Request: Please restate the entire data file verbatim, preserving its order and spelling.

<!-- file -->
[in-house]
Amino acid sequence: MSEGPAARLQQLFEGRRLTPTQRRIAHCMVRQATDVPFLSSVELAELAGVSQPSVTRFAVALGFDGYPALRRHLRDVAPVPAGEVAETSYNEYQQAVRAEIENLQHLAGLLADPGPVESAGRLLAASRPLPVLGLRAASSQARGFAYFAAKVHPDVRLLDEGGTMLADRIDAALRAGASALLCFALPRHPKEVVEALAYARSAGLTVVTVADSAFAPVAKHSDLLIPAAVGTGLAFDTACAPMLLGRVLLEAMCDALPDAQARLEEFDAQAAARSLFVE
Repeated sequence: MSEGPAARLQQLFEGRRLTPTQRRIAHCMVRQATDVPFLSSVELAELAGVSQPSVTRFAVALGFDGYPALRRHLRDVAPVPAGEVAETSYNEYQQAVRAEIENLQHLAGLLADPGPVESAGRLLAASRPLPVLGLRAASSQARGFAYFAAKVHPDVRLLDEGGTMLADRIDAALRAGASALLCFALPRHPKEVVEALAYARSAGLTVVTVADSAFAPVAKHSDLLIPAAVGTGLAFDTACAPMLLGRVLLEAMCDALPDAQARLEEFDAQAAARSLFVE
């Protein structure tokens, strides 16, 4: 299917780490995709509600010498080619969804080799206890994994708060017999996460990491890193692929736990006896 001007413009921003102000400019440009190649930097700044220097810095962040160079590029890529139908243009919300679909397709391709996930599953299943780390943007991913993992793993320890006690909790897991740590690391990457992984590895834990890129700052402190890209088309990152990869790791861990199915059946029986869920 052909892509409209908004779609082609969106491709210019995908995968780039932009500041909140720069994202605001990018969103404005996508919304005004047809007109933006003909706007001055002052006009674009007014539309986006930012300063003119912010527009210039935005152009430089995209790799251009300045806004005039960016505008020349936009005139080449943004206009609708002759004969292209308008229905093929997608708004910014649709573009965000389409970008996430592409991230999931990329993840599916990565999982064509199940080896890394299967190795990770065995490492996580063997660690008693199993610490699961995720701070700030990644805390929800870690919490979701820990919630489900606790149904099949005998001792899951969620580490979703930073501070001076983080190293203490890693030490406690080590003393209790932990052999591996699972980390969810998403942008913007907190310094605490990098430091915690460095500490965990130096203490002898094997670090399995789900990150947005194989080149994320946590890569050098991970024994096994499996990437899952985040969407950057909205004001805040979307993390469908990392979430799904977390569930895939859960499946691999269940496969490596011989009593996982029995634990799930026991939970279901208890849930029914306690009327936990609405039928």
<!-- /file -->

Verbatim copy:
[in-house]
Amino acid sequence: MSEGPAARLQQLFEGRRLTPTQRRIAHCMVRQATDVPFLSSVELAELAGVSQPSVTRFAVALGFDGYPALRRHLRDVAPVPAGEVAETSYNEYQQAVRAEIENLQHLAGLLADPGPVESAGRLLAASRPLPVLGLRAASSQARGFAYFAAKVHPDVRLLDEGGTMLADRIDAALRAGASALLCFALPRHPKEVVEALAYARSAGLTVVTVADSAFAPVAKHSDLLIPAAVGTGLAFDTACAPMLLGRVLLEAMCDALPDAQARLEEFDAQAAARSLFVE
Repeated sequence: MSEGPAARLQQLFEGRRLTPTQRRIAHCMVRQATDVPFLSSVELAELAGVSQPSVTRFAVALGFDGYPALRRHLRDVAPVPAGEVAETSYNEYQQAVRAEIENLQHLAGLLADPGPVESAGRLLAASRPLPVLGLRAASSQARGFAYFAAKVHPDVRLLDEGGTMLADRIDAALRAGASALLCFALPRHPKEVVEALAYARSAGLTVVTVADSAFAPVAKHSDLLIPAAVGTGLAFDTACAPMLLGRVLLEAMCDALPDAQARLEEFDAQAAARSLFVE
């Protein structure tokens, strides 16, 4: 299917780490995709509600010498080619969804080799206890994994708060017999996460990491890193692929736990006896 001007413009921003102000400019440009190649930097700044220097810095962040160079590029890529139908243009919300679909397709391709996930599953299943780390943007991913993992793993320890006690909790897991740590690391990457992984590895834990890129700052402190890209088309990152990869790791861990199915059946029986869920 052909892509409209908004779609082609969106491709210019995908995968780039932009500041909140720069994202605001990018969103404005996508919304005004047809007109933006003909706007001055002052006009674009007014539309986006930012300063003119912010527009210039935005152009430089995209790799251009300045806004005039960016505008020349936009005139080449943004206009609708002759004969292209308008229905093929997608708004910014649709573009965000389409970008996430592409991230999931990329993840599916990565999982064509199940080896890394299967190795990770065995490492996580063997660690008693199993610490699961995720701070700030990644805390929800870690919490979701820990919630489900606790149904099949005998001792899951969620580490979703930073501070001076983080190293203490890693030490406690080590003393209790932990052999591996699972980390969810998403942008913007907190310094605490990098430091915690460095500490965990130096203490002898094997670090399995789900990150947005194989080149994320946590890569050098991970024994096994499996990437899952985040969407950057909205004001805040979307993390469908990392979430799904977390569930895939859960499946691999269940496969490596011989009593996982029995634990799930026991939970279901208890849930029914306690009327936990609405039928």